I’ll go a step further in saying that for many applications, higher refresh rate is much more important than higher bpp. A flashing image is unbearable to watch, or looks terrible in pictures if you only ever get half the picture and half black bars :slight_smile:

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The latest version does allow lower color depth to increase display size / refresh rate - but currently only for Teensy 4…

I’m working on an Adafruit_GFX compatible Layer, mainly to get the nice Font support that’s now in Adafruit_GFX. If it’s fairly easy to add in support for lower bpp storage options and maybe disabling double buffering at the same time, I’ll do it!

I’ll try to make that consistent across platforms.

“I’m working on an Adafruit_GFX compatible Layer, mainly to get the nice Font support that’s now in Adafruit_GFX”
If I may, that’s exactly what SmartMatrix::GFX does (including more). Would you like to take/integrate the code in your tree?

TL;DR: SmartMatrix::GFX is FastLED backed Adafruit::GFX, so you have a 24bit framebuffer, you can use all the FastLED primitives on each pixel, use 16bit adafruit::GFX primitives on top, or use GFX with 24bits thanks to an override (a bit ugly to get around the fixed 16bit API, but it works in case of need).
Then I have that hack to also have the LEDMatrix API if you need extra stuff like screen transformations (it also supports native 24bit everything that GFX supports, and more)

Hi @marcmerlin, thanks for the reminder on SmartMatrix:GFX. I looked at it recently but didn’t realize a lot of the magic was in FrameBuffer::GFX and not the relatively simple SmartMatrix:GFX Library. I unfortunately wasn’t able to pull much from either library except for the idea of using passThruColor.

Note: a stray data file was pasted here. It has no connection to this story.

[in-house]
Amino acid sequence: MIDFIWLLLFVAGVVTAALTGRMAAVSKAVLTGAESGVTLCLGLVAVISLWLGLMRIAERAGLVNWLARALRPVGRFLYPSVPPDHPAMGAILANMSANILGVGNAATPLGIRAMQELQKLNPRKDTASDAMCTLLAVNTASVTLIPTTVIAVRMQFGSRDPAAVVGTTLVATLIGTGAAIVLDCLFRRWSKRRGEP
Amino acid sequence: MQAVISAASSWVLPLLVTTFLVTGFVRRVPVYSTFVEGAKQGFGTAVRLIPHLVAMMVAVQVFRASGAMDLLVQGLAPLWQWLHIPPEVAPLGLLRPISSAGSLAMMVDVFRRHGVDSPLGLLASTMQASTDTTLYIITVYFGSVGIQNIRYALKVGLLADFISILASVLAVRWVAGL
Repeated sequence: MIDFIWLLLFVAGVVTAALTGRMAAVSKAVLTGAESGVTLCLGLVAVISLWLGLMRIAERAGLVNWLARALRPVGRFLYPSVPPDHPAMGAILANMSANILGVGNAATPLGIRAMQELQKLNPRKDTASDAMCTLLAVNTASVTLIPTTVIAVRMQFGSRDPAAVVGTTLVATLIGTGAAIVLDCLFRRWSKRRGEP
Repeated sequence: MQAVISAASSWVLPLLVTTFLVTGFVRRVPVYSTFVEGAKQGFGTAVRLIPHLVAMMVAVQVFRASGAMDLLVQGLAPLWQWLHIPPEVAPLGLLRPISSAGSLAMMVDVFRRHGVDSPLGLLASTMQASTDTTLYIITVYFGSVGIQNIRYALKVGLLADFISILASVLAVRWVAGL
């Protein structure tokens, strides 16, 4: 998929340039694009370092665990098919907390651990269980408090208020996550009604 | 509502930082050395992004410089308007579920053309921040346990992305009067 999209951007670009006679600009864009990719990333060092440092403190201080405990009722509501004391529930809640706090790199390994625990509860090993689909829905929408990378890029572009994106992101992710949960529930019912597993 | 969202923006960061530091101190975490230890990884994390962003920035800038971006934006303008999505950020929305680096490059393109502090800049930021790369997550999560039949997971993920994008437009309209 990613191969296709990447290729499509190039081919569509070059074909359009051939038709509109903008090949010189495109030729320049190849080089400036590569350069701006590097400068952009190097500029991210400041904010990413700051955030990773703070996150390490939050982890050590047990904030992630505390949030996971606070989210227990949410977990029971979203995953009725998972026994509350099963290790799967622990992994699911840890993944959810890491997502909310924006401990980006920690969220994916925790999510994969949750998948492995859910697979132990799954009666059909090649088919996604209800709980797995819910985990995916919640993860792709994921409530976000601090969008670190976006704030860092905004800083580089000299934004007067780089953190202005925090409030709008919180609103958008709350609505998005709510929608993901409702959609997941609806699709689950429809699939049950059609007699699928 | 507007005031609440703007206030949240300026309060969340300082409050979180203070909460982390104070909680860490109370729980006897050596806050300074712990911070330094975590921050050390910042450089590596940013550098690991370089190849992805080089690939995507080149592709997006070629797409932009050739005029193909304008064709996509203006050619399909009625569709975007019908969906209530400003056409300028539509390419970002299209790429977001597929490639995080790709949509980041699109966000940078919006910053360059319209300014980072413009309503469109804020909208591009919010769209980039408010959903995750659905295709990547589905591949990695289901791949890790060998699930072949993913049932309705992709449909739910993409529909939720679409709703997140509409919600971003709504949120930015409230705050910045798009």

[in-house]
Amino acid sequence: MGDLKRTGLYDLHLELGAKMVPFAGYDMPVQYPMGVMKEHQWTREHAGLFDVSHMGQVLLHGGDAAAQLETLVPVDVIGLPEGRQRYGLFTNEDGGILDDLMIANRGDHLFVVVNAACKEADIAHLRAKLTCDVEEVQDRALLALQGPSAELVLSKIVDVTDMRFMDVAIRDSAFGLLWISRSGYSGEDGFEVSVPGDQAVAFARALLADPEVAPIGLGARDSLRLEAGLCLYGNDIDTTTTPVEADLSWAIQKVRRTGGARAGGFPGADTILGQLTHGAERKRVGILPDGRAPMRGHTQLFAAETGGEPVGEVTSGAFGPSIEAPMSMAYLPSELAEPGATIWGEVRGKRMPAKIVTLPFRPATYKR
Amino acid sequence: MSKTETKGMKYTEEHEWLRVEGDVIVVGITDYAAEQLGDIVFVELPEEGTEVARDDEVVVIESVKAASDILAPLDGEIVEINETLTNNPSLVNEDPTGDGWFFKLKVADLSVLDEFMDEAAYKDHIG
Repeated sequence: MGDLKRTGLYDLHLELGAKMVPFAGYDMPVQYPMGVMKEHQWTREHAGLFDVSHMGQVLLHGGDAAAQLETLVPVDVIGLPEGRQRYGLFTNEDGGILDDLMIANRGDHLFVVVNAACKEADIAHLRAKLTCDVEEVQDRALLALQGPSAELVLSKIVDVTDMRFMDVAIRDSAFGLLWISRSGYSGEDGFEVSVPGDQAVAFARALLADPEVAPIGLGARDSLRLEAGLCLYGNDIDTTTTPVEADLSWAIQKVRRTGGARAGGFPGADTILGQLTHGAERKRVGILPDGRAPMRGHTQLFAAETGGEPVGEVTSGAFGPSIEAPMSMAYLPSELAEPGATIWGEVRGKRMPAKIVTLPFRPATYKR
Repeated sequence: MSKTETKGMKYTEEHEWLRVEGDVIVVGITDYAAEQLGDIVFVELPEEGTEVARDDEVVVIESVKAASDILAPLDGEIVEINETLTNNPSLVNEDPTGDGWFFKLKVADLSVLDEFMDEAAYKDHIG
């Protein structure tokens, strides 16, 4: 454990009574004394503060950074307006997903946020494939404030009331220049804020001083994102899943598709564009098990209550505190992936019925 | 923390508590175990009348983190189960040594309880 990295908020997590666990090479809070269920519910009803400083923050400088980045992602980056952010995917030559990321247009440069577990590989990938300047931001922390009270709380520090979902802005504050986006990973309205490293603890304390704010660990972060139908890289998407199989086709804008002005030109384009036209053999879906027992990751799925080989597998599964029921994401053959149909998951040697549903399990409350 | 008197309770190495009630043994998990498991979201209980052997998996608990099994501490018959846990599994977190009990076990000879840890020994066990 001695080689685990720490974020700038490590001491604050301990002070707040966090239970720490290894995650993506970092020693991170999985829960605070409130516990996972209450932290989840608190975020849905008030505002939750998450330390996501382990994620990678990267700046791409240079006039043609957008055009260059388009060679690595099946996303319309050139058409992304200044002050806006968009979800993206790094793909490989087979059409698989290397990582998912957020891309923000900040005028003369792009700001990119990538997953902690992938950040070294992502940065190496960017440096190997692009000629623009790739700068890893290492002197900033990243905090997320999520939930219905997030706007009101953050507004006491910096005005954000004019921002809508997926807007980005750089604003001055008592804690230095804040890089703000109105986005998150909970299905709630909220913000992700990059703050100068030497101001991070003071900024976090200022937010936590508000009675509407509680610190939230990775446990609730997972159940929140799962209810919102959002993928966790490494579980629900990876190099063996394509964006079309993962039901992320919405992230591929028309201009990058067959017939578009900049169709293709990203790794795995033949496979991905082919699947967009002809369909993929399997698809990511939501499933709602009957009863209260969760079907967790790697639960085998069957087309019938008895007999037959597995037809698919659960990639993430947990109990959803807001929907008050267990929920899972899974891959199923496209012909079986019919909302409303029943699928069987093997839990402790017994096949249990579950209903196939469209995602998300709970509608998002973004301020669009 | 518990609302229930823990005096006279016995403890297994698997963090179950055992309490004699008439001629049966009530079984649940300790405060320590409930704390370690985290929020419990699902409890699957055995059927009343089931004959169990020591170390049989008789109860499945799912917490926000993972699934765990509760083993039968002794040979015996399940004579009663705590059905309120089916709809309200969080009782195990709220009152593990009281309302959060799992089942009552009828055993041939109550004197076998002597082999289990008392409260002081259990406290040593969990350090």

The teensy4 branch now has a new SMLayerBackgroundGFX class that is nearly fully backwards compatible with SMLayerBackground, but is Adafruit_GFX compatible and uses the Adafruit_GFX drawing functions for the more complicated drawing operations. (This was a lot of work! Mostly with dealing with multiple inheritance issues and obscure compiler errors)

Adafruit_GFX uses uint16_t (aka rgb16 or rgb565) for passing color, so it’s not good for high color depth graphics. If you call something like drawLine(rgb24) with SMLayerBackgroundGFX, the SmartMatrix Library wrapper function stores the rgb24 color until the operation gets down to a drawPixel() function, then it uses the rgb24 color for drawing instead of a uint16_t color with loss of fidelity. (Thanks Marc for this idea!)

Adafruit_GFX has more advanced support for drawing text to the screen, with support for large custom fonts, writing text to the display with a cursor and Arduino Print Library support, etc. That’s available now when using SMLayerBackgroundGFX. I haven’t converted the old SmartMatrix Library fonts yet, and the default fonts shipping with Adafruit_GFX are mostly larger fonts. For the time being, if you use the SmartMatrix Library setFont() method using one of the old built in fonts, it only uses a single 5 character tall font. You can use the Adafruit_GFX Libraries’ setFont function to choose a new font.

I can’t assume that everyone wants to use Adafruit_GFX or has it installed. For now, you need to add #define SUPPORT_ADAFRUIT_GFX_LIBRARY at the top of your Arduino Sketch before including any SmartMatrix Library headers. I can’t figure out a cleaner way to choose between having SmartMatrix Library look for “Adafruit_GFX.h” (and throwing an error if not found) and not supporting Adafruit_GFX at compile time. I think the default will be to support Adafruit_GFX with SmartMatrix Library 4.0, with an option #define to exclude the library.

There’s an Adafruit_GFX example. FeatureDemo also works with the new Layer by adding #define SUPPORT_ADAFRUIT_GFX_LIBRARY at the top and changing SMARTMATRIX_ALLOCATE_BACKGROUND_LAYER to SMARTMATRIX_ALLOCATE_BACKGROUND_GFX_LAYER